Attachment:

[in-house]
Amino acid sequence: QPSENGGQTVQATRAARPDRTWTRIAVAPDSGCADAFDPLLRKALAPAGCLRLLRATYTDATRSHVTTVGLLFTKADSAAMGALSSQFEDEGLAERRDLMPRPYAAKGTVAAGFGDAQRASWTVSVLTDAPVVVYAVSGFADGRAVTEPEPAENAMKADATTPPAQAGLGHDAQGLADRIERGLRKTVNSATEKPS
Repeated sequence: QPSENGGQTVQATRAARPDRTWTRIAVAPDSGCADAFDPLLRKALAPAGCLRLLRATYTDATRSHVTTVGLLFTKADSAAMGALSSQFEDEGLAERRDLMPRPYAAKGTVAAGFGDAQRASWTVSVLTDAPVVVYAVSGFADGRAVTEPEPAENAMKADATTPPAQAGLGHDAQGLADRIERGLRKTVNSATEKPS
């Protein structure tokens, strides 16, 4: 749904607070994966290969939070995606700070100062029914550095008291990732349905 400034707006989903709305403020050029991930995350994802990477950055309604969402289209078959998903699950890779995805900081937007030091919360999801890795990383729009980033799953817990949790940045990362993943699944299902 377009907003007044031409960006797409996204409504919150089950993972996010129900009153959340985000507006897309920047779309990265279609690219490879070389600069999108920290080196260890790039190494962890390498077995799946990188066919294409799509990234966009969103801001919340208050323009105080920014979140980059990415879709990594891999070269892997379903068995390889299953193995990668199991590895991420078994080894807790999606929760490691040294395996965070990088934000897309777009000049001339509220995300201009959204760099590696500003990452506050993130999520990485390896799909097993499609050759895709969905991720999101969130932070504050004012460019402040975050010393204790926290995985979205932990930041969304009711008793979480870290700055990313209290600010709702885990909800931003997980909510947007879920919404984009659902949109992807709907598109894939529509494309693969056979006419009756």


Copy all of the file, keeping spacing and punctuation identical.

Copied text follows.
[in-house]
Amino acid sequence: QPSENGGQTVQATRAARPDRTWTRIAVAPDSGCADAFDPLLRKALAPAGCLRLLRATYTDATRSHVTTVGLLFTKADSAAMGALSSQFEDEGLAERRDLMPRPYAAKGTVAAGFGDAQRASWTVSVLTDAPVVVYAVSGFADGRAVTEPEPAENAMKADATTPPAQAGLGHDAQGLADRIERGLRKTVNSATEKPS
Repeated sequence: QPSENGGQTVQATRAARPDRTWTRIAVAPDSGCADAFDPLLRKALAPAGCLRLLRATYTDATRSHVTTVGLLFTKADSAAMGALSSQFEDEGLAERRDLMPRPYAAKGTVAAGFGDAQRASWTVSVLTDAPVVVYAVSGFADGRAVTEPEPAENAMKADATTPPAQAGLGHDAQGLADRIERGLRKTVNSATEKPS
């Protein structure tokens, strides 16, 4: 749904607070994966290969939070995606700070100062029914550095008291990732349905 400034707006989903709305403020050029991930995350994802990477950055309604969402289209078959998903699950890779995805900081937007030091919360999801890795990383729009980033799953817990949790940045990362993943699944299902 377009907003007044031409960006797409996204409504919150089950993972996010129900009153959340985000507006897309920047779309990265279609690219490879070389600069999108920290080196260890790039190494962890390498077995799946990188066919294409799509990234966009969103801001919340208050323009105080920014979140980059990415879709990594891999070269892997379903068995390889299953193995990668199991590895991420078994080894807790999606929760490691040294395996965070990088934000897309777009000049001339509220995300201009959204760099590696500003990452506050993130999520990485390896799909097993499609050759895709969905991720999101969130932070504050004012460019402040975050010393204790926290995985979205932990930041969304009711008793979480870290700055990313209290600010709702885990909800931003997980909510947007879920919404984009659902949109992807709907598109894939529509494309693969056979006419009756």